Here is a six-digit keypad lock I made that is completely implemented in hardware (no programming). If you like this project please give your comments for it.
Theory of operation:
You set the code with the headers you see at the bottom left of the board in the picture. If you hit a wrong button, the part of the code you have entered correct so far will be reset. If you mess up a certain amount of times the keypad will lock and can only be unlocked by pressing the button you see at the bottom right corner of the large board. The count of how many times the code has been entered incorrectly is reset once you enter the correct code. Each time you press the correct button the corresponding red LED will light.
Things I would like to improve:
The only thing I would like to change about this lock is to make it so that you can’t enter the code in any order. For example, as the circuit is now, if the code was 2, 1 you could also enter it as 1, 2.
I had to substitute some components that I did not have for others. For example, instead of an AND gate, I used a NAND gate in conjunction with a NOT gate at its output.
Step 1: Parts/Tools List
(2) Triple three input NAND gate ICs + (1) 74HC04 hex inverter OR (2) triple three input AND gates such as the 74HC11
(1) 74HC04 hex inverter
(1) 74HC30 8-input NAND gate
(2) CD4077 quad 2 input XNOR gate
(6) 555 timers
(6) 100μF electrolytic capacitors
(6)0.01μF ceramic capacitors
(6) 1K ohm resistors
(6) 2n2907 PNP transistors
(16) 2n2222 NPN transistors
(1) 5V SPDT relay
(1) 1N4001 diode
(36) 10K ohm resistors
(7) 100K ohm resistors
(7) 470 ohm resistors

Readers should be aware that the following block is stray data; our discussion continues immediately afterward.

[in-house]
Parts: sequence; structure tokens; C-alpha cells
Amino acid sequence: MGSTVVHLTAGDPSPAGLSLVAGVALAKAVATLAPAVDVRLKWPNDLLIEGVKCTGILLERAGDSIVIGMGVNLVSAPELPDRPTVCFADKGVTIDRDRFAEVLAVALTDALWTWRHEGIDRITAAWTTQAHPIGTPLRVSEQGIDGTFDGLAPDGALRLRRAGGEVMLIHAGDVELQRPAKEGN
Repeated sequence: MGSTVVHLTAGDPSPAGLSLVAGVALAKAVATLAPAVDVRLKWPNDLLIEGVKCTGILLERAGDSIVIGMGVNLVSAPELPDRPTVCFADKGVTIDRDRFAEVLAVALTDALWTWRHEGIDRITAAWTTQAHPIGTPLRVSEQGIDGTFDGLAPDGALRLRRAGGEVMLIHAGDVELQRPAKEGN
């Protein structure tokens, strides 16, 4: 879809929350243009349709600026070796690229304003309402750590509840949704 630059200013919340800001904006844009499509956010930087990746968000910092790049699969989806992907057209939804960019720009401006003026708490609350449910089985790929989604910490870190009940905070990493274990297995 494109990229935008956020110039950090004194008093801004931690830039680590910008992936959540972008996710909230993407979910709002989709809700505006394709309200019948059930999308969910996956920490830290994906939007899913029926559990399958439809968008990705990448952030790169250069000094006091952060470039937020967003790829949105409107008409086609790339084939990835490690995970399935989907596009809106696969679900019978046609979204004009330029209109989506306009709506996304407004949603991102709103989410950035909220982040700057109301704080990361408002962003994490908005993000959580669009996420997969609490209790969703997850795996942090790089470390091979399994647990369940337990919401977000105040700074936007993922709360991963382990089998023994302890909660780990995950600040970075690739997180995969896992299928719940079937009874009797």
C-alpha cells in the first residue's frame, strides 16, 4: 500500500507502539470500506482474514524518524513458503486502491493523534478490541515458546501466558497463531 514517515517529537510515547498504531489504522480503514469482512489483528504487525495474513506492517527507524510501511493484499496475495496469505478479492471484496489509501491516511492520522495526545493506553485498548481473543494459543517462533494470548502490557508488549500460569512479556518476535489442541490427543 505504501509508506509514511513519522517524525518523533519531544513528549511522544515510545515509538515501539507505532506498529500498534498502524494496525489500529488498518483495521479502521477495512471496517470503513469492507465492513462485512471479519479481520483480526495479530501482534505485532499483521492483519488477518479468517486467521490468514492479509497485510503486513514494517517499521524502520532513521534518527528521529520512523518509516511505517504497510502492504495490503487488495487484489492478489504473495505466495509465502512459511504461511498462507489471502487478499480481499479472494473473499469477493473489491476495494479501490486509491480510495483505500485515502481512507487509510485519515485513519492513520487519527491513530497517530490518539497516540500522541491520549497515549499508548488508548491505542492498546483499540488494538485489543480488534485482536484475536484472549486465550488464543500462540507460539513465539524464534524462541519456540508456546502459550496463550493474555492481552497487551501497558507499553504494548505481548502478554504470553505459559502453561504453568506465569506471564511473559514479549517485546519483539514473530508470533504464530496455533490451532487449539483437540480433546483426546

(7) Momentary push button switches
(6) Red LEDs
(1) White LED
(2) 6 pin male headers
5V power source such as a cell phone charger
Various colors of wire
PS: Many parts were bought from http://www.kynix.com, and I recommend it to you for your reference.
Rosin core solder
(optional) Desoldering iron
Step 2: Component Placement
Here is a close up showing how I arranged my parts.
Step 3: Schematic
For simplicities sake, I’ll just show 2/6th of the schematic since the entire lock is basically the same circuit 6 times. The full sized schematic can be viewed here.
Explanation of circuit:
The 555 timer circuit delays the signal going to the clock pin of the 74HC74 flip flop so that it meets the set up time specified by the flip flop. “Set up time” means that the data signal has to be present for a certain amount of time before the positive going edge of the clock signal. There is also a thing called “hold time” this is a flip flop timing parameter that says the data signal should be present a little longer than the clock signal. In my circuit I violate hold time, but it still works just fine. If you violate set up time you’ll find that the flip flop’s output will act erratically.
The XNOR gate, IC2A, will output a positive voltage if both the inputs are the same. Now let’s take a look at IC3 and IC1A. When the input of IC3 is 0 and the other input of IC1A is 1 the output of IC1A will be 1 which means the output of Q2 will be 1 which in turn will switch on Q4 allowing current to flow through the relay coil which will reset the flip flops. The reason for Q2 is that if all the AND gates outputs were connected to the same point, it could cause a short if one output was 1 and one was 0 which would destroy the chip. IC 10 is the well-known 4017 decade counter. Every time you “mess up” when you input the code, it advances the counter by 1, when it reaches pin 10, Q9 is turned on which will lock the keypad. You can change how many tries you have before the keypad locks by changing which pin you connect the base of the transistor to on the 4017. Note that only the 555s and flip flops should be connected to the relay’s common terminal, all other power connections should be made at VCC.
It might be a good idea to include pull down resistors on the inputs of IC5, however, I have not found this to be a problem.
Step 4: Final Thoughts
Have fun with your new hardware-based keypad lock! Keep in mind that this should never be used in place of a real lock.